Tuesday, July 14, 2020 -
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Legal or illegal, settlements are not the issue

It would be obtuse to deny that Secretary of State Mike Pompeo’s announcement that the US will no longer consider Israeli settlements on the West Bank “inconsistent with international law” is dramatic. This changes decades of American foreign policy. It changes the American approach to the Palestinians. It changes the American approach to the European Union, which last week declared that it will identify the provenance of any product from Israeli settlements on the West Bank. It changes the American reading of international law in a way that is bound to have ramifications for other aspects of the Israel-Palestinian conflict, and perhaps beyond the conflict altogether. Perhaps it changes the position of the Trump administration in the American Jewish community.

But on a deeper level, it changes nothing. It does not affect the chances for Israeli-Palestinian peace one way or the other. Because settlements, even if we are to concede that they are obstacles to peace, and even if we are to concede that the new American position further alienates the Palestinians from the US, are not the main obstacle to peace, not even close.

Here is a great way to see the point. The Palestinians claim that Pompeo’s dramatic change of American policy further disqualifies the US as being a fair arbiter, an evenhanded mediator, in the Israel-Palestinian conflict. This is completely true — and utterly revelatory of the real problem.

As in: Who needs a mediator?

Where is it written that Palestinian leaders cannot speak directly with Israel and finalize peace?

Whence this subversive assumption that an Israeli and a Palestinian cannot sit down in the same room to negotiate peace?

All the way back to 1949, Ralph Bunche, the UN mediator of the Israel-Arab armistice agreement (ending Israel’s War of Independence), had to shuffle between separate rooms to conduct negotiations.

This is why there is no peace. Palestinians will not negotiate in the same room all by themselves. Will not recognize Israel.

Trump, supposedly, has a peace plan. Obama had a peace plan. W. Bush had a peace plan. Clinton really had a peace plan — he held Yasir Arafat’s hand for weeks at Camp David in 2000. What happened? Arafat walked away when he was given virtually everything he wanted — he just would not make peace. The details didn’t matter.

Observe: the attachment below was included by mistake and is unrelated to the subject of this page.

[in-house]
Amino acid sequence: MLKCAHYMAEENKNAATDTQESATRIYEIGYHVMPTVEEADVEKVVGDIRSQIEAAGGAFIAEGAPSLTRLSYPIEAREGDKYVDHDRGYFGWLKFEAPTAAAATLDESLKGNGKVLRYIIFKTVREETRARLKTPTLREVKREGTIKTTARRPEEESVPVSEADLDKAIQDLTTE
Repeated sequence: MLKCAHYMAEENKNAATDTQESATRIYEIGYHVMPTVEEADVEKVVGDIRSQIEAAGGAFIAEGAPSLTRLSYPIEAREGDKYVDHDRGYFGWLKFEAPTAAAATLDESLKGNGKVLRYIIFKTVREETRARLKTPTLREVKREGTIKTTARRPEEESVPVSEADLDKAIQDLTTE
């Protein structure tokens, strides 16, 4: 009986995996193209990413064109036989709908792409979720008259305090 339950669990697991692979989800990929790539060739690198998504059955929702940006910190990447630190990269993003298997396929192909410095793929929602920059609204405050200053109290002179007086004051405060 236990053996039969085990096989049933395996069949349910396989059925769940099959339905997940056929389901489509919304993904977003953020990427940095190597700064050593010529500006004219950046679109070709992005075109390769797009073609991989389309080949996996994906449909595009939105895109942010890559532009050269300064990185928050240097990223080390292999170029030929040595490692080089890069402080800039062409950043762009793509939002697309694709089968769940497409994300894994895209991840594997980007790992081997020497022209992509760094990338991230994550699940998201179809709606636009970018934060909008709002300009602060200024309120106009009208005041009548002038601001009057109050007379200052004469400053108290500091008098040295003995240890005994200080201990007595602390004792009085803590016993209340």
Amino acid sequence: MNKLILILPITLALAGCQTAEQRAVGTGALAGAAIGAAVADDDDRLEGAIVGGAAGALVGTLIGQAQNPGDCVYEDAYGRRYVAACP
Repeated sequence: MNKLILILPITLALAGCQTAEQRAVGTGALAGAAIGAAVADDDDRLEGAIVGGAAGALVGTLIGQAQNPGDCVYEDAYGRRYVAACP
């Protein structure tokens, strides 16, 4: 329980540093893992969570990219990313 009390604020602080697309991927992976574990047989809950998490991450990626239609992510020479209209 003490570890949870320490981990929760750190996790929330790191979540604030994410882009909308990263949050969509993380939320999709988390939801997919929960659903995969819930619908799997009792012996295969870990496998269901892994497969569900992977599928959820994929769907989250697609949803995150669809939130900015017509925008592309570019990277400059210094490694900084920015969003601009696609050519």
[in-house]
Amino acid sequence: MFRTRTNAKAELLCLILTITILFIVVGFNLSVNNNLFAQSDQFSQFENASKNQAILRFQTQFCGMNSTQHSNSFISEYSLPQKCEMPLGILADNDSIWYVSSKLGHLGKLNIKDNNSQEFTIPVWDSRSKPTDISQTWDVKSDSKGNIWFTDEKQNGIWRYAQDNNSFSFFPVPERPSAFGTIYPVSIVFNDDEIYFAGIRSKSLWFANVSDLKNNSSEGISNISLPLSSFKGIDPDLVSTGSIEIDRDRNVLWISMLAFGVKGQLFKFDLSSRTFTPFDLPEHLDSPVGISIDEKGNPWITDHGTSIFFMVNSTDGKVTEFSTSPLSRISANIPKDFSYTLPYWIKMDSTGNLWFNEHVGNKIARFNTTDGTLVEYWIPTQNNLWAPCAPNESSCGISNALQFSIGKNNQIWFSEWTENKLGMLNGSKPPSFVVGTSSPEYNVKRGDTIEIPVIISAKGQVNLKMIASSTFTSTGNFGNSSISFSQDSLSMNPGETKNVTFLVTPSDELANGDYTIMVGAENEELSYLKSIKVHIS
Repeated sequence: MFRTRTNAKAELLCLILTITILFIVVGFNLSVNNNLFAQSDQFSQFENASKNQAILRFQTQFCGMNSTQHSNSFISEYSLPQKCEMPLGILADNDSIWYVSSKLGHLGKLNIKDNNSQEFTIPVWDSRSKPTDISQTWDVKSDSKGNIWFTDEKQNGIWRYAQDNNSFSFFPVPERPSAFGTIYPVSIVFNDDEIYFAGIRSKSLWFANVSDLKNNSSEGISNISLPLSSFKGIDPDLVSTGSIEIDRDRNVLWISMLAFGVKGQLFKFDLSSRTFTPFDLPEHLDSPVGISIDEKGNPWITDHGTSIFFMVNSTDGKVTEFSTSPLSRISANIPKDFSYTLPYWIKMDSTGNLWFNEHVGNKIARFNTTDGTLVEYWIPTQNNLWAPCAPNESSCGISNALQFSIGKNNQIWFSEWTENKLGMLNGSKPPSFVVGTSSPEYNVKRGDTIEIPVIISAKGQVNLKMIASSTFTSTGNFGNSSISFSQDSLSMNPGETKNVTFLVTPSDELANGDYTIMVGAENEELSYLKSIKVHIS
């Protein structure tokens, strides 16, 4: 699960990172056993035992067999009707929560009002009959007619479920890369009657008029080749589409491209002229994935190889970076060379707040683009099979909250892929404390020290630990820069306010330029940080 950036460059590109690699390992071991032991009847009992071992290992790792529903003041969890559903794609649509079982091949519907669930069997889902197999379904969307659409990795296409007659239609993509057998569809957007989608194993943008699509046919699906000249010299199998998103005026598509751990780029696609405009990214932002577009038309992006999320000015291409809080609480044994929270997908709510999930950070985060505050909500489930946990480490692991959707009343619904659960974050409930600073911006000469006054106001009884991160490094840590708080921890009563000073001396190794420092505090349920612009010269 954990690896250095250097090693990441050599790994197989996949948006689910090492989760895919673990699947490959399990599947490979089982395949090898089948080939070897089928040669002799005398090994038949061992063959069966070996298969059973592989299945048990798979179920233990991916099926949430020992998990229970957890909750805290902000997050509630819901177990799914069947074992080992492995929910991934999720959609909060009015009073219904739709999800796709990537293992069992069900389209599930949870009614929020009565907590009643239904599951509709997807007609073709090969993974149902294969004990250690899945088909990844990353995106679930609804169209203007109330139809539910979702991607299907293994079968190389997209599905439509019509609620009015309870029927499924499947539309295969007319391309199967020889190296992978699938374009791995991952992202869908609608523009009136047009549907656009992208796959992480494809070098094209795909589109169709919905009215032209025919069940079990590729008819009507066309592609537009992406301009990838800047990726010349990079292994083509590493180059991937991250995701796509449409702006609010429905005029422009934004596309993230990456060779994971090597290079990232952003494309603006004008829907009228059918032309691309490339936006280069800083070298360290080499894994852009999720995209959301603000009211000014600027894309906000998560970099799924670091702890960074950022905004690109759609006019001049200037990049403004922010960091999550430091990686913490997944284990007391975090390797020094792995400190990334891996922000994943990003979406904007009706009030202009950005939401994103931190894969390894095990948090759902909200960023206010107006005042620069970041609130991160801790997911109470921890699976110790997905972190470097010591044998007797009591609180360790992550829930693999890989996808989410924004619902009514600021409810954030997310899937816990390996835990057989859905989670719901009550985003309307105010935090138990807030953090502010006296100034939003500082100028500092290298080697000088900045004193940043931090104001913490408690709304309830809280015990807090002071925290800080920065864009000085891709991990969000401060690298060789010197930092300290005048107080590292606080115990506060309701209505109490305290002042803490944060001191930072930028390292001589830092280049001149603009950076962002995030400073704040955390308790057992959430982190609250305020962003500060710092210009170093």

Oslo in 1993. Kissinger in 1975. Fill in all the dots: all the mediated negotiations all the way back to 1949 with the Arab residents of the West Bank and Gaza, as they were called in 1949; with the same people, the Palestinians, as they called themselves after 1967. Nothing has changed on the rock bottom level. They won’t validate Israel.

Settlements? There were no settlements in 1967. Made no difference. No Palestinian leaders spoke peace with Israel.

2019: Lots of settlements. Still makes no difference, other than in the details of a “two-state solution” that people keep conjuring, but which will never happen so long as every American step — for settlements, a la Trump; against settlements, a la Obama — is seen as the necessary piece to make peace happen. It’s not even close.

It is: Have Palestinians advanced a single step, in principle, since the hopscotch negotiations of Ralph Bunch in 1949?

Trump’s recognition of Jerusalem as the capital of Israel: Oh, did that set back peace! So said the Palestinian negotiators. Really? Then why did they turn down Obama? Why did they turn down Ehud Olmert in 2008? Why did they turn down Clinton in 2000? There was no American recognition of Jerusalem as Israel’s capital back then. But there was always an excuse. Now, it’s American policy on settlements that is the excuse.

Hamas’ charter, to this very day, states: the destruction of Israel. The Palestinian Authority’s demands now and since it came into existence in 1993 are always calculated, without variation, to include just one more item that Israel needs to concede. It doesn’t matter what Israel concedes. It is never enough. Because the basic issue is not what Israel does or does not concede. The basic issue is Israel’s right to exist in perpetuity. When and if Palestinians ever cross that Rubicon, all the rest will be worked out.

Copyright © 2019 by the Intermountain Jewish News

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